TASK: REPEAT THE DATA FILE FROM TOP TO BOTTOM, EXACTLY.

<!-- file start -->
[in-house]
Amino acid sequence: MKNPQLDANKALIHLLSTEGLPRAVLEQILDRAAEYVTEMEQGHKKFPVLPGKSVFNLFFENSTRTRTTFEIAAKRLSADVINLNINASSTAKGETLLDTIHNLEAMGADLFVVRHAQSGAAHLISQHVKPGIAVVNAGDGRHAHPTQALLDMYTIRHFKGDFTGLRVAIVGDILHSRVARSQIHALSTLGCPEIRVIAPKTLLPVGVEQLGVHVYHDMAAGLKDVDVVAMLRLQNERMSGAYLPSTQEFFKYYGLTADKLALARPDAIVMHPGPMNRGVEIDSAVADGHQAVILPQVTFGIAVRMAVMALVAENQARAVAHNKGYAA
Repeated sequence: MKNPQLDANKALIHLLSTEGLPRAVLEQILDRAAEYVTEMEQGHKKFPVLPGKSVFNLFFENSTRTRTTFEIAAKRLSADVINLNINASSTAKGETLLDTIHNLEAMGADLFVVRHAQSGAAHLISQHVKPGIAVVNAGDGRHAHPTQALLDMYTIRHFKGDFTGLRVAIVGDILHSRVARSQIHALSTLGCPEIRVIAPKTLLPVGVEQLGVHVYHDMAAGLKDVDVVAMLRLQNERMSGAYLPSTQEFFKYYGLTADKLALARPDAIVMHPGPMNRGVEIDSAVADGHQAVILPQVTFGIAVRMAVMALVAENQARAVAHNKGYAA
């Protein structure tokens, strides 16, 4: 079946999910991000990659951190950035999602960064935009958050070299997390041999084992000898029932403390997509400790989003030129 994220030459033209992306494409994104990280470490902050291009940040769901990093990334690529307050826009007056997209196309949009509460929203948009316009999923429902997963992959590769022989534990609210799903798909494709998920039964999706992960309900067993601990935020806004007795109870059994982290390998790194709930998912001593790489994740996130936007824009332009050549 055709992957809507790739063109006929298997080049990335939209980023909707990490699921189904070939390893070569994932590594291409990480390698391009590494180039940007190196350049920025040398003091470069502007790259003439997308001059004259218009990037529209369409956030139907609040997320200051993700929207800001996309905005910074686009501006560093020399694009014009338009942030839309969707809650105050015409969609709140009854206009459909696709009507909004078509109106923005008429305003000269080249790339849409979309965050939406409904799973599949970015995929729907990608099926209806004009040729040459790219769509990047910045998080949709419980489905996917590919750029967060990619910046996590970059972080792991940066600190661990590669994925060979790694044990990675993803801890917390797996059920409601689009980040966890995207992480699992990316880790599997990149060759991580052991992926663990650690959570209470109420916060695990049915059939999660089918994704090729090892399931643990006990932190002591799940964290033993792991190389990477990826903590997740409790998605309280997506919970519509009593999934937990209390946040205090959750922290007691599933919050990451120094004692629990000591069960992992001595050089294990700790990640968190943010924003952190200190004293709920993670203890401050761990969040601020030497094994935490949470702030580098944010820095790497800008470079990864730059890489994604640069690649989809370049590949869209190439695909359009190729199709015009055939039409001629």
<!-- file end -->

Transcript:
[in-house]
Amino acid sequence: MKNPQLDANKALIHLLSTEGLPRAVLEQILDRAAEYVTEMEQGHKKFPVLPGKSVFNLFFENSTRTRTTFEIAAKRLSADVINLNINASSTAKGETLLDTIHNLEAMGADLFVVRHAQSGAAHLISQHVKPGIAVVNAGDGRHAHPTQALLDMYTIRHFKGDFTGLRVAIVGDILHSRVARSQIHALSTLGCPEIRVIAPKTLLPVGVEQLGVHVYHDMAAGLKDVDVVAMLRLQNERMSGAYLPSTQEFFKYYGLTADKLALARPDAIVMHPGPMNRGVEIDSAVADGHQAVILPQVTFGIAVRMAVMALVAENQARAVAHNKGYAA
Repeated sequence: MKNPQLDANKALIHLLSTEGLPRAVLEQILDRAAEYVTEMEQGHKKFPVLPGKSVFNLFFENSTRTRTTFEIAAKRLSADVINLNINASSTAKGETLLDTIHNLEAMGADLFVVRHAQSGAAHLISQHVKPGIAVVNAGDGRHAHPTQALLDMYTIRHFKGDFTGLRVAIVGDILHSRVARSQIHALSTLGCPEIRVIAPKTLLPVGVEQLGVHVYHDMAAGLKDVDVVAMLRLQNERMSGAYLPSTQEFFKYYGLTADKLALARPDAIVMHPGPMNRGVEIDSAVADGHQAVILPQVTFGIAVRMAVMALVAENQARAVAHNKGYAA
């Protein structure tokens, strides 16, 4: 079946999910991000990659951190950035999602960064935009958050070299997390041999084992000898029932403390997509400790989003030129 994220030459033209992306494409994104990280470490902050291009940040769901990093990334690529307050826009007056997209196309949009509460929203948009316009999923429902997963992959590769022989534990609210799903798909494709998920039964999706992960309900067993601990935020806004007795109870059994982290390998790194709930998912001593790489994740996130936007824009332009050549 055709992957809507790739063109006929298997080049990335939209980023909707990490699921189904070939390893070569994932590594291409990480390698391009590494180039940007190196350049920025040398003091470069502007790259003439997308001059004259218009990037529209369409956030139907609040997320200051993700929207800001996309905005910074686009501006560093020399694009014009338009942030839309969707809650105050015409969609709140009854206009459909696709009507909004078509109106923005008429305003000269080249790339849409979309965050939406409904799973599949970015995929729907990608099926209806004009040729040459790219769509990047910045998080949709419980489905996917590919750029967060990619910046996590970059972080792991940066600190661990590669994925060979790694044990990675993803801890917390797996059920409601689009980040966890995207992480699992990316880790599997990149060759991580052991992926663990650690959570209470109420916060695990049915059939999660089918994704090729090892399931643990006990932190002591799940964290033993792991190389990477990826903590997740409790998605309280997506919970519509009593999934937990209390946040205090959750922290007691599933919050990451120094004692629990000591069960992992001595050089294990700790990640968190943010924003952190200190004293709920993670203890401050761990969040601020030497094994935490949470702030580098944010820095790497800008470079990864730059890489994604640069690649989809370049590949869209190439695909359009190729199709015009055939039409001629």